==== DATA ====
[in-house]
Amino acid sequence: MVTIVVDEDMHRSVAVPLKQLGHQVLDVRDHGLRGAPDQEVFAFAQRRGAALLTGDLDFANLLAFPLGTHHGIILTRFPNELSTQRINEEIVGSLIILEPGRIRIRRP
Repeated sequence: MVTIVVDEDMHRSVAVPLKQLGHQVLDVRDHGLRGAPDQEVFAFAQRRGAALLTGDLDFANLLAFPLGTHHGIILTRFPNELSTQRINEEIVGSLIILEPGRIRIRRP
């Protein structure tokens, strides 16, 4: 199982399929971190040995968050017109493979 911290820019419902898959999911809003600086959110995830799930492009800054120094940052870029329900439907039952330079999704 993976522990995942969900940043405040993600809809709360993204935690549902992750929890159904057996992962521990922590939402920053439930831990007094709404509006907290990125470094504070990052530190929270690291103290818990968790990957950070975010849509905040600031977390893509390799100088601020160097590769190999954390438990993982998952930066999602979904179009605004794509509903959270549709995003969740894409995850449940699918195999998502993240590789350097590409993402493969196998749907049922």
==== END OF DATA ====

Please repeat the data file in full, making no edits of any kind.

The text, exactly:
[in-house]
Amino acid sequence: MVTIVVDEDMHRSVAVPLKQLGHQVLDVRDHGLRGAPDQEVFAFAQRRGAALLTGDLDFANLLAFPLGTHHGIILTRFPNELSTQRINEEIVGSLIILEPGRIRIRRP
Repeated sequence: MVTIVVDEDMHRSVAVPLKQLGHQVLDVRDHGLRGAPDQEVFAFAQRRGAALLTGDLDFANLLAFPLGTHHGIILTRFPNELSTQRINEEIVGSLIILEPGRIRIRRP
């Protein structure tokens, strides 16, 4: 199982399929971190040995968050017109493979 911290820019419902898959999911809003600086959110995830799930492009800054120094940052870029329900439907039952330079999704 993976522990995942969900940043405040993600809809709360993204935690549902992750929890159904057996992962521990922590939402920053439930831990007094709404509006907290990125470094504070990052530190929270690291103290818990968790990957950070975010849509905040600031977390893509390799100088601020160097590769190999954390438990993982998952930066999602979904179009605004794509509903959270549709995003969740894409995850449940699918195999998502993240590789350097590409993402493969196998749907049922």